Oh yeah… that is right… 2 Ton Epoxy… I looked at all of the “marine” epoxies in the same isle, but I didnt’ care, they all weren’t worth anything to pondcam. I wanted this stuff. It would cure clear, it should be perfect. I can’t let it touch any of our precious plexiglass for pondcam’s case so I have to test it first. Here is a picture.

So I grabbed a gross piece of old pondcam’s case and sanded it off, then placed it on top of another piece of old pondcam case.


A couple of days later it was strong. Really strong. I broke it when playing with it (I was planning to put one of our batteries on it for a picture, then it broke, I didn’t get the picture, but I did get the idea…. It is pretty strong and a much better epoxy than then “marine” epoxy that I bought becauase of the label (I know… Irony… I bought this one because it said “2 ton”… sue me then).


All things are going fine with pondcam and then something very interesting happens while I am working on it. I take this picture.


Now I know what you are thinking. You are thinking, “Why did you take a picture of that?”. Well it is because I actually need my multimeter on site for the first time in 23 years. I got a call from a customer and he is really ticked off. I have a conversation with him and I realize pondcam has to deal without a multimeter for a bit as I need it for my real job. Poor pondcam.

My Silly Pondcam – Post 13

Is pondcam dead? I have no idea at this point. I got home from Mass (it is Sunday). Hannah wants me to ride bikes with her and I just cant. I have work to do. The fact that pondcam can be dead is really bugging me. I have been thinking about it all day. I almost don’t want to check it. It is still sitting out there in my back yard, connected to the aerator that is supposed to be pushing oxegen into my septic tank, but instead is pushing warm air through the pondcam. If you don’t remember I put the cover on and it looks exactly like this.


Under that green enclosure is our camera… It is attached to the pump with a tube… It so may be dead. I am scared to test it, but I have to. I need to know if I have to get another camera somehow. I totally don’t want to buy a camera. But I can’t just do nothing today, so I lift the cover off and disconnect the camera. When I pick it up, it is nice and warm. That makes me think it is really dry inside. There is another thing I check right away. On the white housing that surrounds the camera lens there was some water dropplets. I though they would never dry from our tests yesterday so I ignored them. I look for them this time and they are gone. That sucker is as dry as a bone inside.

I bring the camera inside and connect it up to the battery right next to the wireless access point.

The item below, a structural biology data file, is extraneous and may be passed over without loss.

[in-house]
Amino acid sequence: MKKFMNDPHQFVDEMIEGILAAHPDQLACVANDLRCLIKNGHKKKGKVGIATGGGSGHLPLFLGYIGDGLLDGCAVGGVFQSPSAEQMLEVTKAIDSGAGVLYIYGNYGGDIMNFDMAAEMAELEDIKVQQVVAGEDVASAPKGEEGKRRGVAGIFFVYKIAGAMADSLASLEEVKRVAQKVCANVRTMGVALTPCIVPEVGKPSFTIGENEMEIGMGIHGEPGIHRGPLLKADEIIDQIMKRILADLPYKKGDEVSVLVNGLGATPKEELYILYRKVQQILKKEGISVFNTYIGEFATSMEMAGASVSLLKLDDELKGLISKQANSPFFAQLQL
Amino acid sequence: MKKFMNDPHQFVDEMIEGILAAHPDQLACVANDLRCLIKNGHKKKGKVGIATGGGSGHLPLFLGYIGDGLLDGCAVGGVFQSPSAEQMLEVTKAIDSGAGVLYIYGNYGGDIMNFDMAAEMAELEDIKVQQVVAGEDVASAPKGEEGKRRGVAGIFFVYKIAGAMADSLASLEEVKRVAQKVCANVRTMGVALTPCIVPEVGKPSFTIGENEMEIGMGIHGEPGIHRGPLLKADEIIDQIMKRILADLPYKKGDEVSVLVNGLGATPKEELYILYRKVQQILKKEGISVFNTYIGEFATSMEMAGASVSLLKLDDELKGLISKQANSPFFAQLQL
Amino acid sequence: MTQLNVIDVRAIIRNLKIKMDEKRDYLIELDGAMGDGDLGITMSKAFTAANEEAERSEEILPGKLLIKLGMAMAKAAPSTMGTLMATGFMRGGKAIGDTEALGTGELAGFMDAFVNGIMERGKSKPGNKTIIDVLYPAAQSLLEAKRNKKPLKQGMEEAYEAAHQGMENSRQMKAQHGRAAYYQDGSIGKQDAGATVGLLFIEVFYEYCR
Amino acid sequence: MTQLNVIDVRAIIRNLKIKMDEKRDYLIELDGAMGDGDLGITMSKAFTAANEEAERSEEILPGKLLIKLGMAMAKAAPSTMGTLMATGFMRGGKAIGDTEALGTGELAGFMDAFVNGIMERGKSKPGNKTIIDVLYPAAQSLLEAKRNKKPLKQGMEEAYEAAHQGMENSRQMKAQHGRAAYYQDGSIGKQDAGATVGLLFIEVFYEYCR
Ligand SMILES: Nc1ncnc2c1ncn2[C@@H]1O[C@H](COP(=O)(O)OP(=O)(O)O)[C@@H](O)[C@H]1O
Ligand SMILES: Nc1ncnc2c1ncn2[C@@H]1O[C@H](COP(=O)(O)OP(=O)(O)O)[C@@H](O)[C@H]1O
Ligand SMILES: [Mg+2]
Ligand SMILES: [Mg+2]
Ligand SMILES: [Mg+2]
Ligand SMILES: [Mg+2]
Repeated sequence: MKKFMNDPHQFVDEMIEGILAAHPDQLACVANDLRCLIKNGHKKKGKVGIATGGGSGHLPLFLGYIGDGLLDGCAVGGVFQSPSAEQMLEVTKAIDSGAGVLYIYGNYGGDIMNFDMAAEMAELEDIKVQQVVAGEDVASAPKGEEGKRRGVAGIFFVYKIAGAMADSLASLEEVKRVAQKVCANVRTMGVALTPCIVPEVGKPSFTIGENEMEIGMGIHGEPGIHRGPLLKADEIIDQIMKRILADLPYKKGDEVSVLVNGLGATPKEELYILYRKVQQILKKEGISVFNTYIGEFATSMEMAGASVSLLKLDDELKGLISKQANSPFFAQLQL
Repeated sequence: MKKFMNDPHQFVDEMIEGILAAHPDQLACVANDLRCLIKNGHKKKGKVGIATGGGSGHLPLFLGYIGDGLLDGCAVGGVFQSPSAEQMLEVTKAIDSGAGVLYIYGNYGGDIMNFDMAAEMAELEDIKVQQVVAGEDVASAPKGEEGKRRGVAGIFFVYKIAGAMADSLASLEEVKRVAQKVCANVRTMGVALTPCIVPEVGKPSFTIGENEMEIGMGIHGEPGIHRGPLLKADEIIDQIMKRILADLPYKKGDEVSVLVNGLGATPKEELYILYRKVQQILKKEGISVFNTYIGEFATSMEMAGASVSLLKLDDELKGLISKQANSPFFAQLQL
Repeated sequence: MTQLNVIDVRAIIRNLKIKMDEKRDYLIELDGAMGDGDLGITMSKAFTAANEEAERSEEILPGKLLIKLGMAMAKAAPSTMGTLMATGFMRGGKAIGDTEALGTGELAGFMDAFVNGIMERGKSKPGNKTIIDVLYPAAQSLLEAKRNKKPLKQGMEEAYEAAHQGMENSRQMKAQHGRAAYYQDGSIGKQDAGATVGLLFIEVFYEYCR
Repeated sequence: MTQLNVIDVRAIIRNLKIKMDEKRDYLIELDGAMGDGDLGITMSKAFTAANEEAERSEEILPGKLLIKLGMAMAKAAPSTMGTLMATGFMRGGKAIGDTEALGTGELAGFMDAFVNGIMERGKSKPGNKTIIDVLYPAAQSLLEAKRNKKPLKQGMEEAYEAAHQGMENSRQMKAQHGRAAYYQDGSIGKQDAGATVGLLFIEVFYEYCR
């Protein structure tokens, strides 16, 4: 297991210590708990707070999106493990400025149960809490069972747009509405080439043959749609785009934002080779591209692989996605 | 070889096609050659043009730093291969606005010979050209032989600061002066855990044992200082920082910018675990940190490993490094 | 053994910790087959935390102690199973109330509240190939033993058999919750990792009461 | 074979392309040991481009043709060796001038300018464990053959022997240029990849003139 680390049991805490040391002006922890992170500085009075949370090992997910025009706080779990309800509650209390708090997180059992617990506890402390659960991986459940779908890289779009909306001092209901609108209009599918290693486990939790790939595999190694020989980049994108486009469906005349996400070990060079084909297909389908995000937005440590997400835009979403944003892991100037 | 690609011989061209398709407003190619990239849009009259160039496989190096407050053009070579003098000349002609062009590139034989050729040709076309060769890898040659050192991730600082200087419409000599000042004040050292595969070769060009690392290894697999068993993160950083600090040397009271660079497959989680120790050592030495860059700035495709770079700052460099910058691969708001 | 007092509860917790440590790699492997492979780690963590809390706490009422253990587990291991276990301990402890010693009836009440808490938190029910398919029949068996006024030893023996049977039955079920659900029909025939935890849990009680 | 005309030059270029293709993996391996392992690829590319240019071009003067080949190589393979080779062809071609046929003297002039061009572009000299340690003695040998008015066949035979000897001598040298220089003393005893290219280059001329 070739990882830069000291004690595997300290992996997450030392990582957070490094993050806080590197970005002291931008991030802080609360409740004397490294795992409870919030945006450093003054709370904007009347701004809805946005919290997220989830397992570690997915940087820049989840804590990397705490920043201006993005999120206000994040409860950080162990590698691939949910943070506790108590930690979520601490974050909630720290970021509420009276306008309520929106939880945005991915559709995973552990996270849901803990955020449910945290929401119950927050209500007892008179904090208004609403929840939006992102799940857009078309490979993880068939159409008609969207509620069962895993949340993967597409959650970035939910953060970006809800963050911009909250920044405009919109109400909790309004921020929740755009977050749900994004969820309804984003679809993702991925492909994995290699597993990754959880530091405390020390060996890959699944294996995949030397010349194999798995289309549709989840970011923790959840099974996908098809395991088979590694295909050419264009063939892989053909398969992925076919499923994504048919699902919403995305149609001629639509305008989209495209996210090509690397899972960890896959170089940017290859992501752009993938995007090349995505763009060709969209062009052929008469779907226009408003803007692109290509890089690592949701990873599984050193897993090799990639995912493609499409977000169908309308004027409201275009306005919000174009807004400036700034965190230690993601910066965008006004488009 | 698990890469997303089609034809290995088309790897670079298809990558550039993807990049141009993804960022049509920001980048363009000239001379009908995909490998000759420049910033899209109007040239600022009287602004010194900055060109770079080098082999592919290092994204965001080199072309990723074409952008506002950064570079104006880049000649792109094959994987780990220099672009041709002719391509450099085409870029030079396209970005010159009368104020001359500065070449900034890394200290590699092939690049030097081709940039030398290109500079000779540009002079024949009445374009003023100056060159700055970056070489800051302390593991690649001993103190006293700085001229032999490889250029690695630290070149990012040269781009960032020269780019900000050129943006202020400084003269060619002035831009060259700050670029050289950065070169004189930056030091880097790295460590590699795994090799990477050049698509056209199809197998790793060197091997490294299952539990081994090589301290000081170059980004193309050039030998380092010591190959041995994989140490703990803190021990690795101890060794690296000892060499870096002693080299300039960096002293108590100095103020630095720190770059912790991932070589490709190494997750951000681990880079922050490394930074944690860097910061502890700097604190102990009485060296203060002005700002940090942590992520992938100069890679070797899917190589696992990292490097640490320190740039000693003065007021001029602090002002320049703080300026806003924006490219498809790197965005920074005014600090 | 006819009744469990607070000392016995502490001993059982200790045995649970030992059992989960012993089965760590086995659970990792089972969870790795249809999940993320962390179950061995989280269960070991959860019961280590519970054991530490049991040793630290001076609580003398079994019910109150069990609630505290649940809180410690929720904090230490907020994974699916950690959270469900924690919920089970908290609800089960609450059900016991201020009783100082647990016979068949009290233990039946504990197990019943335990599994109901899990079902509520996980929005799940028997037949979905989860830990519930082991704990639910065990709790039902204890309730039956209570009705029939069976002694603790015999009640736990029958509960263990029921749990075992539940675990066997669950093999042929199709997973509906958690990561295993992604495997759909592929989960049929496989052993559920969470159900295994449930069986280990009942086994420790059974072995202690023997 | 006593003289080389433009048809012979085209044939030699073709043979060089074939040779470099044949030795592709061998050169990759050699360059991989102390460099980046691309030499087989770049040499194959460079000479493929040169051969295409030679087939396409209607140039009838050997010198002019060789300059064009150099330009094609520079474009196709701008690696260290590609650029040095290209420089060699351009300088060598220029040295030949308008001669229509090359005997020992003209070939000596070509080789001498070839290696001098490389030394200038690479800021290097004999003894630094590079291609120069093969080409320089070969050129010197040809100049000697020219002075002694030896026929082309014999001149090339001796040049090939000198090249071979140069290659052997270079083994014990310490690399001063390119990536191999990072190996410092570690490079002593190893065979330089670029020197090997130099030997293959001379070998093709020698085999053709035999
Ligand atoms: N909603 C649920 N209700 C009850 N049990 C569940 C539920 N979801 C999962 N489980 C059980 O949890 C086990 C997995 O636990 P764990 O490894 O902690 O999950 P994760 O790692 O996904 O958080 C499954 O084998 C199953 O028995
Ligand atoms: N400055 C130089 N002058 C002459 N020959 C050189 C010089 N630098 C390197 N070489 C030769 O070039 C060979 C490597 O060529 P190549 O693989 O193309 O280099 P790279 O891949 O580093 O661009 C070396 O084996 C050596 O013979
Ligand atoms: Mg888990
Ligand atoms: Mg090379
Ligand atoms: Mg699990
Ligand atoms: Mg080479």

After setting it up the light still looks the same way as it did before. One of the three LEDs was bright, the other two dull, but still on. It did flash a few times like it was booting. I run over to the netbook and check to see if it comes live.


Nope… no picture, no sound, no ping. I can’t see it at all. At this point my stomach sinks a little. I am sad. When I was working on it I thought I really would be OK with buying another camera, but now it really hits me. If I were to buy another camera I should buy one that is more suited for what I am doing. That would mean a lot of what I did would be absolutely wasted. I got a little sad. I just didn’t want to have this project take that terrible turn. It would be like saying to a customer (granted I am the customer and also the contractor in this case), “Um… Sir, I really thought this would work out, but you have to buy a whole bunch of stuff that you never intended, basically we made a mistake and ruined everything. It is going to cost you a bunch of money to get this project back on track”. Who wants that? I would hate it if that happened to me and I were the customer and a contractor said that to me I would say, “Isn’t there anything else you can do? Anything else you can think of? Anything else you can try?”. Yes… I would beg the guy to try to figure something out. As my poor little tired and sad brain is griding this all out I do have an idea. The little Pollyanna in there isn’t dead yet. Water got into the camera and maybe it broke it, but also maybe it just sent the little guy back to its factory defaults. If it is at its default configuration it would have no idea how to connect to my wireless network.